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Stedman and Hutchinson, comps. A Library of American Literature:
An Anthology in Eleven Volumes. 1891.
Vols. IX–XI: Literature of the Republic, Part IV., 1861–1889

Music in the Night

By Harriet Prescott Spofford (1835–1921)

[From Poems. 1882.]

WHEN stars pursue their solemn flight,

Oft in the middle of the night,

A strain of music visits me,

Hushed in a moment silverly,—

Such rich and rapturous strains as make

The very soul of silence ache

With longing for the melody.

Or lovers in the distant dusk

Of summer gardens, sweet as musk,

Pouring the blissful burden out,

The breaking joy, the dying doubt;

Or revellers, all flown with wine,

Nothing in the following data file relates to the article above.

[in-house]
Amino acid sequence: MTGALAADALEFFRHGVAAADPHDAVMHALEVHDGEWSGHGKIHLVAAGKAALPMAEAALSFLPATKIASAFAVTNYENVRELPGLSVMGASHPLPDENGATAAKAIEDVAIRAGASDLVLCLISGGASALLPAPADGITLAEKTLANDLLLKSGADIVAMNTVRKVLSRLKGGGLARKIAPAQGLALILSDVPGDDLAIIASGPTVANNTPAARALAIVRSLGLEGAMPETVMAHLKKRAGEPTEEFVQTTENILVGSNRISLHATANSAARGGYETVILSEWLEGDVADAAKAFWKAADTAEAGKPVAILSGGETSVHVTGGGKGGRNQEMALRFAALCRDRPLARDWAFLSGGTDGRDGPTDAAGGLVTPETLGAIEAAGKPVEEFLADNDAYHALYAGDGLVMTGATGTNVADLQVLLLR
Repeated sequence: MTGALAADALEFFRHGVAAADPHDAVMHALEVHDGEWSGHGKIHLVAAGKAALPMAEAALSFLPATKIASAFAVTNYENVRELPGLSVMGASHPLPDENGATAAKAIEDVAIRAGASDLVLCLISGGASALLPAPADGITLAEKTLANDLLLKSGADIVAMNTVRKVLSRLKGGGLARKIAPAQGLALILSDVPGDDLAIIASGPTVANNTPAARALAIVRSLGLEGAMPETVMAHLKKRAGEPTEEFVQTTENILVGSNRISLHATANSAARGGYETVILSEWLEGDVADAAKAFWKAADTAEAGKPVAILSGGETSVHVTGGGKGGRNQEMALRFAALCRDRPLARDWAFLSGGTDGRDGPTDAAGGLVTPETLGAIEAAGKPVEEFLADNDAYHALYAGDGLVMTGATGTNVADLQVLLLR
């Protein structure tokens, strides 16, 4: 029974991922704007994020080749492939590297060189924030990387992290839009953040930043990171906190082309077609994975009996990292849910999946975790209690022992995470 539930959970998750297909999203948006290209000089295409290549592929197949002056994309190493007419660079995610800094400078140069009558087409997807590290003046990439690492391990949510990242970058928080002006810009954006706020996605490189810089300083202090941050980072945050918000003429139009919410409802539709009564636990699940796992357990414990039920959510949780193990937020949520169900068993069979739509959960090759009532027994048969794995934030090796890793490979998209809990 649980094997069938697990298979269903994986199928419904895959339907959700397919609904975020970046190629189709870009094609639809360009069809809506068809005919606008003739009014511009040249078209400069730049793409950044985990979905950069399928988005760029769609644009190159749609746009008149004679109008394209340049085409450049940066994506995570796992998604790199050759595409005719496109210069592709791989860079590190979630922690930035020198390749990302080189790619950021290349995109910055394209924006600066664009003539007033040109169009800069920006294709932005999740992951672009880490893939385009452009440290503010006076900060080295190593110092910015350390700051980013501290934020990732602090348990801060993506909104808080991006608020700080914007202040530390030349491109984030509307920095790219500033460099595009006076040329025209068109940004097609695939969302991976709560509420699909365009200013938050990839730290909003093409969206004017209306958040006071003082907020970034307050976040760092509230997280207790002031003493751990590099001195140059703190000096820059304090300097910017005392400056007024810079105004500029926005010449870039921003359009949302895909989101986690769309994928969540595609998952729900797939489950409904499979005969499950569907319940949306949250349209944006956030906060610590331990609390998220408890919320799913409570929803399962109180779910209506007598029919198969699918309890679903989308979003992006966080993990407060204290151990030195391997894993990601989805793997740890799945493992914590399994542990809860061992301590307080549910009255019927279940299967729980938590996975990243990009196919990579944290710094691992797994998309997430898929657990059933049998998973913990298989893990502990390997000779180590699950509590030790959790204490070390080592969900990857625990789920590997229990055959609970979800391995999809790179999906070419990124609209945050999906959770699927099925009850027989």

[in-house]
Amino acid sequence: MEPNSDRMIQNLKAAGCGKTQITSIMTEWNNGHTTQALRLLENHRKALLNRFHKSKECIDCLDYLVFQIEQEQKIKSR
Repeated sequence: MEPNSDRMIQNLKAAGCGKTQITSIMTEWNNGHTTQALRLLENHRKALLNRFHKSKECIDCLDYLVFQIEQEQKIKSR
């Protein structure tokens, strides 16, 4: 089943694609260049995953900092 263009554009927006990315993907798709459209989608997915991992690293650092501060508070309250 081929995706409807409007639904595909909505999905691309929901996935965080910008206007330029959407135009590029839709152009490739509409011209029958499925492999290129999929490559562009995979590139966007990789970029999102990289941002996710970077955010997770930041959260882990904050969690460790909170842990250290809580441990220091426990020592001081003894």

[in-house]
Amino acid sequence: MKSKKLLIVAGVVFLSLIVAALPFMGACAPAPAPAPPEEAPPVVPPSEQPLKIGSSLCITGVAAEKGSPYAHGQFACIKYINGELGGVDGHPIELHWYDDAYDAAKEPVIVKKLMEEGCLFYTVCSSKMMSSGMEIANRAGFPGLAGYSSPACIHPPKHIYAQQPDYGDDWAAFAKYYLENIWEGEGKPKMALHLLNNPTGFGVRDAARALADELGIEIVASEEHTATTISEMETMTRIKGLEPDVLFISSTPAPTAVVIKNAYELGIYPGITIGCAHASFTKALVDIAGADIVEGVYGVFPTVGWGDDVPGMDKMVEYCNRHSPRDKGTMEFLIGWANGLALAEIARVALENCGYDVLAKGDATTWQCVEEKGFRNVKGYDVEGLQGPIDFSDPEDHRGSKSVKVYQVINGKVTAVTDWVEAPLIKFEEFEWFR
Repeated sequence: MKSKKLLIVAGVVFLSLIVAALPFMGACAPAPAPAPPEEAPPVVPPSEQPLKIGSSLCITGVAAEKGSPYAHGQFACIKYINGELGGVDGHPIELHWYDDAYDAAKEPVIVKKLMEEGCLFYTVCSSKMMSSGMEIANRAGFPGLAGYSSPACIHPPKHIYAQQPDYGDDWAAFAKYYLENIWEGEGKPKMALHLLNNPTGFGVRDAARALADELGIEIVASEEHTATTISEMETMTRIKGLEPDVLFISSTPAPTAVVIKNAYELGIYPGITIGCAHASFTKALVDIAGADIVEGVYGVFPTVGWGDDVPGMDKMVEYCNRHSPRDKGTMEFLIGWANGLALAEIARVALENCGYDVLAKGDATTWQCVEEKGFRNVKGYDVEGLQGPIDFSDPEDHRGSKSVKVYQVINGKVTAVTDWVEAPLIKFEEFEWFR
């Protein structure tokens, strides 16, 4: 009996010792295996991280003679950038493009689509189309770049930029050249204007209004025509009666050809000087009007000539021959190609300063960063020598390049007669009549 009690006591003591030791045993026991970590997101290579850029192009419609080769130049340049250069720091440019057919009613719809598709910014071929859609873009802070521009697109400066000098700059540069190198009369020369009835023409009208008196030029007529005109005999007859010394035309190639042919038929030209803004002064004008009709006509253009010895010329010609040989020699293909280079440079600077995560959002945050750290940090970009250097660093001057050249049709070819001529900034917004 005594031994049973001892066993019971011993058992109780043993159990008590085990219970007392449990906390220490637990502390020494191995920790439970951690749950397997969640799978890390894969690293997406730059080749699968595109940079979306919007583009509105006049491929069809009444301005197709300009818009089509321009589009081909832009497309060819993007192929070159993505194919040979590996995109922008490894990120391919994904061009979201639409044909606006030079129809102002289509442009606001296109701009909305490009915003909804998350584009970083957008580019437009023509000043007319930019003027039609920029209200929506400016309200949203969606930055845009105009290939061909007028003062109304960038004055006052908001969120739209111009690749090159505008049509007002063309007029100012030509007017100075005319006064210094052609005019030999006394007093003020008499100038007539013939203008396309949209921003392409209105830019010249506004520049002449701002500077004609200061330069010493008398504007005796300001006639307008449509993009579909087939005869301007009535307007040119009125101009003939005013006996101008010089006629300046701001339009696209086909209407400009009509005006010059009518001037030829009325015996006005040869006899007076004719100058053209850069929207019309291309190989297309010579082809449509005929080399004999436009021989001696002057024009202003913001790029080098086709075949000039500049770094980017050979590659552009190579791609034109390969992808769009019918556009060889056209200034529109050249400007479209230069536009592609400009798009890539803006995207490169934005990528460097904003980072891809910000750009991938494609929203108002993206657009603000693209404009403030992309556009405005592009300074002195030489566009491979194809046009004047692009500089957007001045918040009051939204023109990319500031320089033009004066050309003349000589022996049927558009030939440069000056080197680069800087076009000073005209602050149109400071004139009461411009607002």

And in a madness half divine,

Beating the broken tune about.

Or else the rude and rolling notes

That leave some strolling sailors’ throats,

Hoarse with the salt sprays, it may be,

Of many a mile of rushing sea;

Or some high-minded dreamer strays

Late through the solitary ways,

Nor heeds the listening night nor me.

Or how or whence those tones be heard,

Hearing, the slumbering soul is stirred,

As when a swiftly passing light

Startles the shadows into flight;

While one remembrance suddenly

Thrills through the melting melody,—

A strain of music in the night.

Out of the darkness bursts the song,

Into the darkness moves along:

Only a chord of memory jars,

Only an old wound burns its scars,

As the wild sweetness of the strain

Smites the heart with passionate pain,

And vanishes among the stars.